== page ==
Getting the Most Out of Harvard B-School

Harvard Business School Baker Library - Ethan Baron photo

Harvard Business School Baker Library – Ethan Baron photo

Getting the Most Out of Harvard

For many, Harvard Business School is a destination, with an MBA being the credential that opens doors to dream jobs and influential sponsors.  For Marta Szczerba (’16), a Fulbright Scholar, Harvard is a journey – a defining experience with twists few could imagine. “I thought I was entering a holiday-like period where my school work would take me two hours a day, she confesses in a recent Harbus post. “Secondly, I thought I would never, ever work in investment management.”

Fast forward over a year and Szczerba is admittedly writing about her HBS experience from a venture capital firm in Palo Alto. So what happened? Life happened. Like anyone, she was exposed to new people, ideas, and experiences and adjusted her sights. Rahima Dosani, a classmate of Szczerba, followed a similar path. And she came away with a key takeaway: Don’t measure yourself against everyone else’s priorities.

“People come to HBS for dramatically different reasons,” Dosani writes in another Harbus post. “Some come to really buckle down and learn a new subject matter, some come to try their hand at entrepreneurship, some come to learn management and teamwork skills, some come to get a true break from their jobs, and some come to build a network. Do whatever it is you enjoy doing and let yourself fully engage in new experiences without cynicism. … Do what you need to do to make this time here meaningful for you.”

So what were the biggest lessons that aspiring HBS students should heed? For starters, Szczerba admits that she didn’t fully appreciate how rigorous the classes would be. “The academic schedule is packed. The discussion group starts every day at 8:00am…There are two to three 80 minute classes per day, finishing at 3pm.  I underestimated how attentive you need to be in class. You can be cold-called at the beginning or in the middle of the class, and if you haven’t read the case, you feel like you’re letting your section down. 50% of your grade will be based on participation, so being engaged and making relevant, thoughtful remarks is very important.”

And class time is just the tip of the iceberg academically, Szczerba adds. “It’s easy to underestimate the amount of work that needs to be put in to properly prepare two to three cases per day, each 10-60 pages in length. Not only do you have to read the case, but you also need to prepare answers for discussion group questions. In parallel, you will be working on your consulting project in an emerging market (as part of FIELD 2 in the first semester) or creating a micro business (as part of FIELD 3 in the second semester). The practical project work is almost certainly going to put you out of your comfort zone, adding to the intensity of the experience.”

For Dosani, the Harvard experience was about becoming less self-conscious and learning to speak up, knowing the real risk comes with your reservations. “No one remembers a comment for more than 2 minutes after you make it,” she explains. “Sometimes not even that long. Don’t be afraid to raise your hand and say what you are thinking, and don’t beat yourself up afterward…Put yourself out there with reckless abandon.”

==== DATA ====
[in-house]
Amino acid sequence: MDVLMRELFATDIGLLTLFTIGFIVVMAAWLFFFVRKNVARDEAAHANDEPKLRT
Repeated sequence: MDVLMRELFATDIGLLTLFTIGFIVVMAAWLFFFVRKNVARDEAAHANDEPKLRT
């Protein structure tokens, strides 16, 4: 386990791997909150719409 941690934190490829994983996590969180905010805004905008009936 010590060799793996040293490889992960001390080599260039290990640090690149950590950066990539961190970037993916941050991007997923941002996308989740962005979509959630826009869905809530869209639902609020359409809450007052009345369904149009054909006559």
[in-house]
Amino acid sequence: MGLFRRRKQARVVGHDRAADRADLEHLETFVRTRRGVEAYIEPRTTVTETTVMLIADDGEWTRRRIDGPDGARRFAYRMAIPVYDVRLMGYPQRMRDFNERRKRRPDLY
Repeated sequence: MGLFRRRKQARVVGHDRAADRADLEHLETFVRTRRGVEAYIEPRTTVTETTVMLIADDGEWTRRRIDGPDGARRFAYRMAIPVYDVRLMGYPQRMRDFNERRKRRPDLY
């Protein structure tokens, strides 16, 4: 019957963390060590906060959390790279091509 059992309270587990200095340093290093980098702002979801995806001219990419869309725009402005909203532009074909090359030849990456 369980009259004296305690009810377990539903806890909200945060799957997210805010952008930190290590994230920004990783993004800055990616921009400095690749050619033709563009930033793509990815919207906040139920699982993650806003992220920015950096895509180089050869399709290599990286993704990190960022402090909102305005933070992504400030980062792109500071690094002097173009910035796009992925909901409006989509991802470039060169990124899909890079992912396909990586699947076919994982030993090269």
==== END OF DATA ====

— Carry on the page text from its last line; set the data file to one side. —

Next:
On the plus side, Szczerba shares, HBS comes with 900 peers (and 90 people in your section). Beyond clubs, there are plenty of opportunities to socialize, including “dinner with professors, section get-togethers (e.g., murder mystery dinner or charity evening), society drinks, outdoor activities, recruitment events, or hearing impressive accomplished people (e.g., Chelsea Clinton, Peter Thiel) speak.”

That said, Dosani believes students gain the biggest return from focusing on “quality over quantity” in building relationships with peers. “You will always be able to reach out to ANYONE in your section and ask for anything, at any time down the road. You have that privilege just by sheer dint of being a part of your section. So don’t feel like you have to spend your time trying to get close to people that you know you won’t ever talk to after RC year is over. Find the two or three or four people that you really care about and invest in spending time with them. Ask yourself: “Who would I want to keep in touch with or take a trip with many years after graduation?” Those are the people you should spend most of your time with.”

At the same time, Dosani cautions against the temptation against trying to do everything. “FOMO is real, but you can manage it. Before doing anything, ask yourself: “Deep down, do I really want to do this / go to this event / attend this party? Would I rather be sleeping or going to the gym?” Listen to the answer. Then, when FOMO inevitably rears its ugly head, remind yourself that you are taking care of yourself instead of doing something you think you “should” be doing. It’s always a better choice.”

Finally, Dosani concludes, never forget that you belong at Harvard for a reason. “When you feel like you don’t fit in, can’t figure out FIN for the life of you, and don’t see things the same way as other people, just remember that’s the value you bring to the table. And other people are definitely feeling the same way—you’re not alone.”

To get a step-by-step walkthrough of HBS interview prep, click here. To get 10 tips on your HBS essay, click here.

DON’T MISS: Meet Harvard’s MBA Class of 2017

Sources: Harbus, Beat the GMAT (Courtesy of Harbus)

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